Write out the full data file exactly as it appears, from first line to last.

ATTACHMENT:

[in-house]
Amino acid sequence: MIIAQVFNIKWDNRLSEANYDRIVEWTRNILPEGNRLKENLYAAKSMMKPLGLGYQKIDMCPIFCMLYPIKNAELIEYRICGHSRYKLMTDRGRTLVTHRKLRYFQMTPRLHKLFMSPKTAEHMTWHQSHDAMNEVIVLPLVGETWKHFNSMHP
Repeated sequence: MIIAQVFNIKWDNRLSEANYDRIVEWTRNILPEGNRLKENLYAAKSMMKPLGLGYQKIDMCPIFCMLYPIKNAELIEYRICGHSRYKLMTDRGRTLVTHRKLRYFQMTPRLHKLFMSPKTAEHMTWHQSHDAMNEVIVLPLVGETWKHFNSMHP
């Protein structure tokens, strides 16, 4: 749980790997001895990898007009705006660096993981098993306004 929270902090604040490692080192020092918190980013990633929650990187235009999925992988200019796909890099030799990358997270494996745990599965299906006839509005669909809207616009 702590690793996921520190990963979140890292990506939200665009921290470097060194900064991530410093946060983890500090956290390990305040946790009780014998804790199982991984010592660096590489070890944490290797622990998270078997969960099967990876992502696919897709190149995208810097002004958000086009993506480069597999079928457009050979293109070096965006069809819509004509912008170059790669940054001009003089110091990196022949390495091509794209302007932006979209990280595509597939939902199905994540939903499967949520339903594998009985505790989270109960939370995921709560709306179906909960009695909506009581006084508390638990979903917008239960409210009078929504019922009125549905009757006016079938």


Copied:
[in-house]
Amino acid sequence: MIIAQVFNIKWDNRLSEANYDRIVEWTRNILPEGNRLKENLYAAKSMMKPLGLGYQKIDMCPIFCMLYPIKNAELIEYRICGHSRYKLMTDRGRTLVTHRKLRYFQMTPRLHKLFMSPKTAEHMTWHQSHDAMNEVIVLPLVGETWKHFNSMHP
Repeated sequence: MIIAQVFNIKWDNRLSEANYDRIVEWTRNILPEGNRLKENLYAAKSMMKPLGLGYQKIDMCPIFCMLYPIKNAELIEYRICGHSRYKLMTDRGRTLVTHRKLRYFQMTPRLHKLFMSPKTAEHMTWHQSHDAMNEVIVLPLVGETWKHFNSMHP
């Protein structure tokens, strides 16, 4: 749980790997001895990898007009705006660096993981098993306004 929270902090604040490692080192020092918190980013990633929650990187235009999925992988200019796909890099030799990358997270494996745990599965299906006839509005669909809207616009 702590690793996921520190990963979140890292990506939200665009921290470097060194900064991530410093946060983890500090956290390990305040946790009780014998804790199982991984010592660096590489070890944490290797622990998270078997969960099967990876992502696919897709190149995208810097002004958000086009993506480069597999079928457009050979293109070096965006069809819509004509912008170059790669940054001009003089110091990196022949390495091509794209302007932006979209990280595509597939939902199905994540939903499967949520339903594998009985505790989270109960939370995921709560709306179906909960009695909506009581006084508390638990979903917008239960409210009078929504019922009125549905009757006016079938």